New Law Addresses Changes in Federal Tax Return Filing Dates

The recently enacted “Surface Transportation and Veterans Health Care Choice Improvement Act of 2015” (P.L. 114-41) contains significant changes to filing deadlines and extensions for certain business and special entity tax returns.

President Obama signed the Act into law on July 31, 2015.

The law was primarily designed as a 3-month stopgap extension of the Highway Trust Fund and related measures.  But it includes a number of important tax provisions including revised due dates for partnership and C corporation returns and revised extended due dates for some returns.

This article provides an overview of those provisions, which may have an impact on families and family businesses.

Revised Due Dates for Partnership and C Corporation Tax Returns

Current Law.  Domestic C corporations (including S corporations) currently file their federal tax returns by the 15th day of the third month after the end of their tax year. Thus, corporations using the calendar year must file their returns by Mar. 15 of the following year. The partnership return is due on the 15th day of the fourth month after the end of the partnership’s tax year. Thus, partnerships using a calendar year must file their returns by Apr. 15 of the following year. Since the due date of the partnership return is the same date as the due date for an individual tax return, individuals holding partnership interests often must file for an extension to file their returns because their Schedule K-1s may not arrive until the last minute.

New Law. Under the new law, in a major restructuring of entity return due dates, effective generally for returns for tax years beginning after Dec. 31, 2015:

  • Partnerships and S corporations will have to file their returns by the 15th day of the third month after the end of their tax year. Thus these businesses using a calendar year ending on Dec. 31st will have to file by Mar. 15 of the following year. In other words, the filing deadline for partnerships will be accelerated by one month; the filing deadline for S corporations stays the same. By having most partnership returns due one month before individual returns are due, taxpayers and tax preparers will generally not have to extend or scurry around at the last minute to file the individual returns of partners in partnerships.
  • C corporations will have to file by the 15th day of the fourth month after the end of their tax year. Thus, C corporations using a calendar year will have to file by Apr. 15 of the following year. In other words, the filing deadline for C corporations will be deferred for one month.

Keep in mind that these important changes to the filing deadlines generally won’t go into effect until the 2016 returns have to be filed. Under a special rule for C corporations with fiscal years ending on June 30, the filing change is deferred for ten years — it won’t apply until tax years beginning after Dec. 31, 2025.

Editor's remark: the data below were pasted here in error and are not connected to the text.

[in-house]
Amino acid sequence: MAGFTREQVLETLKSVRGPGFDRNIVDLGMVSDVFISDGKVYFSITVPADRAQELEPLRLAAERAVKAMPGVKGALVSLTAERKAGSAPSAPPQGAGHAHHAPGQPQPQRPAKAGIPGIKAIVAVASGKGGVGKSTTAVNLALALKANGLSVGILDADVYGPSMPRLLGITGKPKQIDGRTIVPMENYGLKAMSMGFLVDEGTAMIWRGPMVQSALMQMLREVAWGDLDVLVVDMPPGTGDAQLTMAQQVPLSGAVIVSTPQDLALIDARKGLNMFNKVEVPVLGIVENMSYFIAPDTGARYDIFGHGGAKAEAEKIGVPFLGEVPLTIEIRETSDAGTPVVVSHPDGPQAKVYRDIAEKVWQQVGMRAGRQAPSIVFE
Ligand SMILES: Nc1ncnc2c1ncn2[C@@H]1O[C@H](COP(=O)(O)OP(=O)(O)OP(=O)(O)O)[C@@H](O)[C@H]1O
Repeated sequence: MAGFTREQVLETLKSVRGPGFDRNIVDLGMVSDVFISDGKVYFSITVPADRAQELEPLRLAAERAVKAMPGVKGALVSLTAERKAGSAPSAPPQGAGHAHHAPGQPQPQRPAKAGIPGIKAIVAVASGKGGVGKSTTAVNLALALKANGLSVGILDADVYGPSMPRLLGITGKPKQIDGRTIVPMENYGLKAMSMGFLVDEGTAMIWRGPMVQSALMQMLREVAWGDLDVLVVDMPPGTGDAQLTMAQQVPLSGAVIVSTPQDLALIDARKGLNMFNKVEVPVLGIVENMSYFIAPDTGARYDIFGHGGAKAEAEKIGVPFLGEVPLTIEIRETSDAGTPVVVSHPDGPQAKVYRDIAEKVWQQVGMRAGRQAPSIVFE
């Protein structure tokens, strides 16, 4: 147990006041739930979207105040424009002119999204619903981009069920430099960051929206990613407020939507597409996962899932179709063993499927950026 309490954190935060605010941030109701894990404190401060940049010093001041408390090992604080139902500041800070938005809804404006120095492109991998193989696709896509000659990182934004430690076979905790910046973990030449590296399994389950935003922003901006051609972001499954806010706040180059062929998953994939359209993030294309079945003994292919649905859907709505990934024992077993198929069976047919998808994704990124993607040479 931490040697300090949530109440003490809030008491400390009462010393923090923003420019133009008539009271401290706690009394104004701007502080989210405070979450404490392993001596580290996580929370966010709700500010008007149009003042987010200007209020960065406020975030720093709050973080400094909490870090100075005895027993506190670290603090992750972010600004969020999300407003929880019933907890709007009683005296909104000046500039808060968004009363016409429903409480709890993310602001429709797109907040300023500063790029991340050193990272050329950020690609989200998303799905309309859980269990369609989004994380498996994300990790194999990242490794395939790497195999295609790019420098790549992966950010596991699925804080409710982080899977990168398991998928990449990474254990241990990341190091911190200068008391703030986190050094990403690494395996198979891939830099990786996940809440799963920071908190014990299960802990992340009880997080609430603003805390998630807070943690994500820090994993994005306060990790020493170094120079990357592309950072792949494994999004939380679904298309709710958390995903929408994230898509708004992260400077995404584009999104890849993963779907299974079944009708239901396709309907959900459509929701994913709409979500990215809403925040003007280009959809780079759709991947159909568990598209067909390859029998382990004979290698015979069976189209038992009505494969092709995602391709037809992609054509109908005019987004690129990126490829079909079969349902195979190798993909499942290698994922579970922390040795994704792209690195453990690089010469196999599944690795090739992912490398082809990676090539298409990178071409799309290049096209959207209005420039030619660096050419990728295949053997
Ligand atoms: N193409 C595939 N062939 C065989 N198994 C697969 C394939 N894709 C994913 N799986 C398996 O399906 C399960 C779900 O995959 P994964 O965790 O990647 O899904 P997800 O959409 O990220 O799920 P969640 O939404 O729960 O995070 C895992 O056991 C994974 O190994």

Revised Extended Due Dates for Various Returns

Taxpayers who can’t file a tax form on time can ask IRS for an extension to file the form. Effective for tax returns for tax years beginning after Dec. 31, 2015, the new law directs the Treasury Department to modify its regulations to provide for a longer extension to file a number of forms, including the following:

  • Form 1065 (U.S. Return of Partnership Income) will have a maximum extension of six-months (currently, a 5-month extension applies). The extension will end on Sept. 15 for calendar year taxpayers (i.e., Mar. 15 +6 months = Sept. 15).
  • Form 1041 (U.S. Income Tax Return for Estates and Trusts) will have a maximum extension of five and a half months (currently, a 5-month extension applies). The extension will end on Sept. 30 for calendar year taxpayers (i.e., Apr. 15 + 5½ months = Sept.30).
  • The Form 5500 series (Annual Return/Report of Employee Benefit Plan) will have a maximum automatic extension of three and a half months (under currently law, a 2½ month period applies). The extension will end on Nov. 15 for calendar year filers.

FinCEN Report (“FBAR”) Due Date Revised

Current Law. Taxpayers with a financial interest in or signature authority over certain foreign financial accounts must electronically file FinCEN Form 114, Report of Foreign Bank and Financial Accounts (FBAR). Currently, this form must be filed by June 30 of the year immediately following the calendar year being reported, and no extensions are allowed.

New Law. Under the new law, for tax returns with tax years beginning after Dec. 31, 2015, the due date will be Apr. 15 with a maximum extension for a 6-month period ending on Oct. 15. The IRS may also waive the penalty for failure to timely request an extension for filing the FBAR for any taxpayer required to file it for the first time.

I hope this information is helpful. If you would like more details about these changes or any other aspect of the new law, please do not hesitate to call.

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    Howard L. Richshafer

    Howard Richshafer joined Wood + Lamping in 2008, and his practice is focused on civil and criminal tax problems, estate planning and probate, tax court trial work, mergers and acquisitions, and general corporate business matters. Howard is also a licensed Ohio CPA. Over the past 40 years, Howard has represented clients experiencing all types of civil and criminal tax problems with IRS. Those problems include IRS audits, IRS criminal investigations, enforced collection of unpaid tax liabilities involving levies, liens, and seizures of assets and income.

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